Misconception Curley’s wife, who was never to be named, was a complex and important main character in John Steinbeck's novelette “Of Mice & Men.”. She had a complicated past from aspiring to be a young actress but never getting the support needed from her family. She was practically forced into marriage with Curley; she never actually loved him. From the first time she was brought up in the novelette, she was portrayed as a flirtatious, ignorant tramp. This portrayal, however, is based on the viewpoints of Steinbeck’s male characters.
Curley’s wife is finds herself in an unlucky situation while attempting to befriend the “gentle” giant, Lennie, adding on to her already unfortunate past. She converses to Lennie of all her past plans, saying “‘I coulda made somethin’ of myself.’” Curley’s wife then reveals her backstory, how she nearly did make something of herself, with an actor or movie star husband, not some short-tempered, condescending control-freak. Following this, she dies because Lennie didn’t want her alerting the others to their location. What’s more, as readers follow the story, people see her as, states Candy, a “floozy,” which influences the opinion of how Curley’s wife is portrayed, a horrible, good-for-nothing whore.
(Steinbeck 77) This quote emphasizes how lonely Curley’s wife may feel in view of the fact that she has no one but a husband who doesn’t pay much mind to her. It is understandable that Curley’s wife has been reaching out to the workers due to the fact that she has no friends or family to spend time with; it’s like she’s stuck in a prison trying to find something or someone that stops her feeling trapped. These citations convey the reason Curley’s wife had dreamt of being an actress was to gain her own
Finally, Steinbeck dehumanizes Curley by the negative criticism that always pursues her and her loss of identity when accompanying someone or something. This is why she is always commonly known as “Curley’s Wife”, proving that she is an unimportant and insignificant character in this book. Plus, everybody in the book says that Curley’s wife causes trouble for everyone; as George says, “She’s a jail bait all set on the trigger,” (Steinbeck, 49) and is constantly getting blame for all that goes wrong in Soledad; as Candy says, You God damn tramp. You done it, di’n’t you? I s’pose you’re glad.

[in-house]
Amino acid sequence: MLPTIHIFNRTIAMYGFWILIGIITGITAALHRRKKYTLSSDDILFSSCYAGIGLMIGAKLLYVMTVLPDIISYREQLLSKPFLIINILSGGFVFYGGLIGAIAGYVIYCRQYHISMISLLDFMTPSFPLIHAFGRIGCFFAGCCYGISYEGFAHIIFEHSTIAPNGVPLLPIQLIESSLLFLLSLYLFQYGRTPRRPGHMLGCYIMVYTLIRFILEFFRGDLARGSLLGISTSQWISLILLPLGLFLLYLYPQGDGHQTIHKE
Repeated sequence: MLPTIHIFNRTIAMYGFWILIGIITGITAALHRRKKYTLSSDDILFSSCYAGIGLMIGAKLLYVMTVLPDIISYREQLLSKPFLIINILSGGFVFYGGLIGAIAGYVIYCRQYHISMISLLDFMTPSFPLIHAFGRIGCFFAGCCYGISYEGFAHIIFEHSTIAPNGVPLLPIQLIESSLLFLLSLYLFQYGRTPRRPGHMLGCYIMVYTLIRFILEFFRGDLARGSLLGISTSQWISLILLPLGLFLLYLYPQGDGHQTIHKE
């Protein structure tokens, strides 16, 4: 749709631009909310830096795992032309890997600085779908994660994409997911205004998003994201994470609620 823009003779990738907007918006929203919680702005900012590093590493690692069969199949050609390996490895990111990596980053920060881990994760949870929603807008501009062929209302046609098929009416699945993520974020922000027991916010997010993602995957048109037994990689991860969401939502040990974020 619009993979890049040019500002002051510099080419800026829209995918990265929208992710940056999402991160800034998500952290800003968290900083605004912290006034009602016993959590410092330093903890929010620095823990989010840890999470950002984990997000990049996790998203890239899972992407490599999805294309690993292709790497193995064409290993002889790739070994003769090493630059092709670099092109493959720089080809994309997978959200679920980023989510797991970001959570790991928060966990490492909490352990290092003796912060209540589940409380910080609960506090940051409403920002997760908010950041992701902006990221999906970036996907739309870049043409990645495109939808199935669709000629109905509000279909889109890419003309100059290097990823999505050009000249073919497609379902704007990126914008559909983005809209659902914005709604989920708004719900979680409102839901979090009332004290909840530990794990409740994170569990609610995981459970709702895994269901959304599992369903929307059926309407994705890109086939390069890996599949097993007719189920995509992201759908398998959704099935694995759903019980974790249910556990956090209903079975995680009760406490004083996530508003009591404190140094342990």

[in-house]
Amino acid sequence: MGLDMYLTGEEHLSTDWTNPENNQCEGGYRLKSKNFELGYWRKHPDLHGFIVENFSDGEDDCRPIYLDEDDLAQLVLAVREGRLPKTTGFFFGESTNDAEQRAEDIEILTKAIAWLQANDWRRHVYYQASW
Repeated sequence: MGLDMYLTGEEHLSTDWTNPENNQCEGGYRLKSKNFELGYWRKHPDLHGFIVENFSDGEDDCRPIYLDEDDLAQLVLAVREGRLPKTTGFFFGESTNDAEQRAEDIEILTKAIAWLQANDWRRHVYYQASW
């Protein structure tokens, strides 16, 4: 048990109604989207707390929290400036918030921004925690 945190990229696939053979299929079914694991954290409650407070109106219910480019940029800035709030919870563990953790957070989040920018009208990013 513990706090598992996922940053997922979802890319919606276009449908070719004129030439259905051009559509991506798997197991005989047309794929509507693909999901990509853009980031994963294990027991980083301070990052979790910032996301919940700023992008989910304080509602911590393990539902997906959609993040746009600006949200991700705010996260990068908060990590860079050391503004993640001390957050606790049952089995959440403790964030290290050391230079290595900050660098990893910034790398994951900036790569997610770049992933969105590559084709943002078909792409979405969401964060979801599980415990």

Curley’s wife is described as an attention seeking woman who is desperate and yearns for recognition because of her loneliness and her unsuccessful dream of being an actress. In section 6, Curley’s wife desperately tells Lennie her story of when she was young, she was promised fame and a chance to be on a show, “but my (Curley’s wife) ol’ lady wouldn’ let me (Curley’s wife)”. This expresses that there are always obstacles that prevent people from succeeding just like how her mother refuses to let her be in the show and be an actress to get the attention she always yearns for. People start off with great potential, viewing their dream as obtainable and as their biggest motivation, but in this cruel world, they are only reaching for a tragic aim. Moreover, Curley’s wife expresses that she will never stay in a place where she “couldn’t get nowhere or make something of myself (herself)”, but what she does contradicts what she says, instead of having a better life or gaining recognition, she marries Curley and is back into a similar or even worse situation she started from.